Still Learning To See

Let the sun shine in!

As we approach the Winter Solstice, I value the sun more than ever, especially after the past few cloudy weeks here in Vermont. When I can, I walk on the sunny side of the street—literally—and appreciate being in the sun (and out of the wind) whether in the woods or in a conversation on the street. As the just-past-full-moon was setting this morning, I was reminded that it traces the path of the sun at summer Solstice—sweet memories of shorts, gardens and sweat!

Last week a crew completed installation of our new Sunward solar domestic hot water system. The two wall-mounted collectors face a bit west of south and are installed at a 60-degree angle to take advantage of Fall and Spring; I’m confident the summer exposure will be more than adequate despite the steep mounting angle.

 

The wall-mounted collectors being installed on the back wall of our house. Glycol is pumped through the panels via the piping along the side of the house.

The wall-mounted collectors being installed on the back wall of our house. Glycol is pumped through the panels via the piping along the side of the house.

 

In the basement the heated glycol enters the orange exchanger where the energy is transferred to an 80-gallon "pre-heat" tank; the pump is powered by a small PV-panel.

In the basement the heated glycol enters the orange exchanger where the energy is transferred to an 80-gallon “pre-heat” tank; the pump is powered by a small PV-panel (not yet installed in the photo above) so when the sun is shining, the pump is circulating the heated fluid.

Since the system was made functional we’ve had only one “full” day of sun but with fairly impressive results. I say “full” because this time of year, with the low sun angle, much of the day the sun is blocked by two houses and some conifers. That will all begin to change quickly in a few more weeks, also a time when we typically have more clear days.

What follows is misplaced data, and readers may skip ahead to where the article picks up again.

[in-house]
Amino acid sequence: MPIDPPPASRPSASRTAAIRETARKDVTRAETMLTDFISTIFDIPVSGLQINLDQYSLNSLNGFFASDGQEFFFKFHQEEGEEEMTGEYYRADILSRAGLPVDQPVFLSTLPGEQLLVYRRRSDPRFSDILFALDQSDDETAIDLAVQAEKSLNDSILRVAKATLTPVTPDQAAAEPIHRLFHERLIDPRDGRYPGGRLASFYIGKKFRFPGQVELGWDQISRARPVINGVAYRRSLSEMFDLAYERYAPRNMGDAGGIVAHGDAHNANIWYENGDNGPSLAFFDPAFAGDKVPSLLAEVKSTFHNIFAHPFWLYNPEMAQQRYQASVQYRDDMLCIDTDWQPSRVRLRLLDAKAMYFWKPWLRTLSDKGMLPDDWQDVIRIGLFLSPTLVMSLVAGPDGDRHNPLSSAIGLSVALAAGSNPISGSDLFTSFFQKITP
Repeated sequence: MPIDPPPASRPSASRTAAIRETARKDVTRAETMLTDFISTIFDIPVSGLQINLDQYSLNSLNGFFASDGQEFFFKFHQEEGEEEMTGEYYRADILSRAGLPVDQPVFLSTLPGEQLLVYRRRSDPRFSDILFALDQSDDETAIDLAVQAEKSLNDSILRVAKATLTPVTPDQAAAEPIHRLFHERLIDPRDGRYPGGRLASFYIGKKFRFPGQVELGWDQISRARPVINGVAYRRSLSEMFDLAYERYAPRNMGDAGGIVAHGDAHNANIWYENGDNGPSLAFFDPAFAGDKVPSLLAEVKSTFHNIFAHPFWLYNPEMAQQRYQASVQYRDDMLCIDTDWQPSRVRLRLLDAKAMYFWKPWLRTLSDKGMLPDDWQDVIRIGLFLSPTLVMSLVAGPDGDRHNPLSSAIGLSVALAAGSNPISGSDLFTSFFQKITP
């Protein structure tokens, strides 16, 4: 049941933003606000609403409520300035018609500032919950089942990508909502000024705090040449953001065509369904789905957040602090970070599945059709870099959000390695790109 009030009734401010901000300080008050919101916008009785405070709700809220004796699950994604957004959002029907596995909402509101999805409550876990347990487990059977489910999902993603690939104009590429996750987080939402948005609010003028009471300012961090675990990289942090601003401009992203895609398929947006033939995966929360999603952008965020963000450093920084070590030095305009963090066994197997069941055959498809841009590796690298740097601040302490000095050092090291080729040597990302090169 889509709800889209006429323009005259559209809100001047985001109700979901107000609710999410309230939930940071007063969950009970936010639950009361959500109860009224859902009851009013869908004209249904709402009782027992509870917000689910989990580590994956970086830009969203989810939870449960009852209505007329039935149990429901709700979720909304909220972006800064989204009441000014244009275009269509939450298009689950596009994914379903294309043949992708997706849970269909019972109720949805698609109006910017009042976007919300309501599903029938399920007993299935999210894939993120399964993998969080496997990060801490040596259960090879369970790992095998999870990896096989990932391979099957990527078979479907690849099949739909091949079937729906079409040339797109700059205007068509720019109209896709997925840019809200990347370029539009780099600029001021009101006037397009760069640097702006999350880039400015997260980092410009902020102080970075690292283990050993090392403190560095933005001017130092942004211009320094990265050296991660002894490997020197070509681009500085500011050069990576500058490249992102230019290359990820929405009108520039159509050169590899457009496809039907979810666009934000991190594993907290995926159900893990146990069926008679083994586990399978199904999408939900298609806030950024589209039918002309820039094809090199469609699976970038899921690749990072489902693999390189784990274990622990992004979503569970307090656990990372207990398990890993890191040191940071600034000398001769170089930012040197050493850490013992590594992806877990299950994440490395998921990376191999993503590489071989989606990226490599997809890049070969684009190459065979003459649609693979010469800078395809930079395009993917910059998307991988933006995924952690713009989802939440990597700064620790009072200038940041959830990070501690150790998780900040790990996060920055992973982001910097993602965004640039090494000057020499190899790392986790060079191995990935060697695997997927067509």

The control panel shows the difference in the temperature between the top of the 80-gallon tank—sun-heated water—and the bottom. To have the system gain 25F degrees on a sub-zero day with very little direct exposure makes me smile. When I look at where that moon was this morning, I know we’ll be making even more hot water as the year progresses and the sun stands higher and higher in the sky!

Solar temps

This entry was published on December 18, 2013 at 9:26 am. It’s filed under Ecosystem, John Snell, Moon, People, Photograph, Spring, Vermont and tagged , , , , , , , , , , . Bookmark the permalink. Follow any comments here with the RSS feed for this post.

2 thoughts on “Let the sun shine in!

  1. Fantastic, John! That makes me smile, too.

  2. Deborah Leu on said:

    How very fine, John! If solar can work in the northeast, it can work anywhere I guess. Hope you and Liz had a warm and wonderful Christmas – and all the best in 2014.

Leave a Reply

Fill in your details below or click an icon to log in:

WordPress.com Logo

You are commenting using your WordPress.com account. Log Out / Change )

Twitter picture

You are commenting using your Twitter account. Log Out / Change )

Facebook photo

You are commenting using your Facebook account. Log Out / Change )

Google+ photo

You are commenting using your Google+ account. Log Out / Change )

Connecting to %s

%d bloggers like this: